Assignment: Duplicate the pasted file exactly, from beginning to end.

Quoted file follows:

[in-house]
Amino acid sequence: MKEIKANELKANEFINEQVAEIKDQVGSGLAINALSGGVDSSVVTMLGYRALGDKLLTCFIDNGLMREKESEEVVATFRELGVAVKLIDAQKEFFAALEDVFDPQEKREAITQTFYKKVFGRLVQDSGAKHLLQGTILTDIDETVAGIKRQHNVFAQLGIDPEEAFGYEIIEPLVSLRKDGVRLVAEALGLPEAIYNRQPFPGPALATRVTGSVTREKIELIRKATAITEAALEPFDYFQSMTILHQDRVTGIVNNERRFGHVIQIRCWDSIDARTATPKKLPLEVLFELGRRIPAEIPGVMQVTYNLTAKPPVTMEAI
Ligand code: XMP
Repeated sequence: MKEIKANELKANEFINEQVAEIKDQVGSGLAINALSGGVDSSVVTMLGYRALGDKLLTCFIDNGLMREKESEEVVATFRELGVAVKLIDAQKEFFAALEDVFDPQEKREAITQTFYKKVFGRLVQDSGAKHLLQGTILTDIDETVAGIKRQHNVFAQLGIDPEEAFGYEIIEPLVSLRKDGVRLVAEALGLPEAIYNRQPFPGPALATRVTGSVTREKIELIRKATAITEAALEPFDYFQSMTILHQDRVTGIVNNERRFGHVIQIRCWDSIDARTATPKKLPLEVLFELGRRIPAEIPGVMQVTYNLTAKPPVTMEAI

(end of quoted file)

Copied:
[in-house]
Amino acid sequence: MKEIKANELKANEFINEQVAEIKDQVGSGLAINALSGGVDSSVVTMLGYRALGDKLLTCFIDNGLMREKESEEVVATFRELGVAVKLIDAQKEFFAALEDVFDPQEKREAITQTFYKKVFGRLVQDSGAKHLLQGTILTDIDETVAGIKRQHNVFAQLGIDPEEAFGYEIIEPLVSLRKDGVRLVAEALGLPEAIYNRQPFPGPALATRVTGSVTREKIELIRKATAITEAALEPFDYFQSMTILHQDRVTGIVNNERRFGHVIQIRCWDSIDARTATPKKLPLEVLFELGRRIPAEIPGVMQVTYNLTAKPPVTMEAI
Ligand code: XMP
Repeated sequence: MKEIKANELKANEFINEQVAEIKDQVGSGLAINALSGGVDSSVVTMLGYRALGDKLLTCFIDNGLMREKESEEVVATFRELGVAVKLIDAQKEFFAALEDVFDPQEKREAITQTFYKKVFGRLVQDSGAKHLLQGTILTDIDETVAGIKRQHNVFAQLGIDPEEAFGYEIIEPLVSLRKDGVRLVAEALGLPEAIYNRQPFPGPALATRVTGSVTREKIELIRKATAITEAALEPFDYFQSMTILHQDRVTGIVNNERRFGHVIQIRCWDSIDARTATPKKLPLEVLFELGRRIPAEIPGVMQVTYNLTAKPPVTMEAI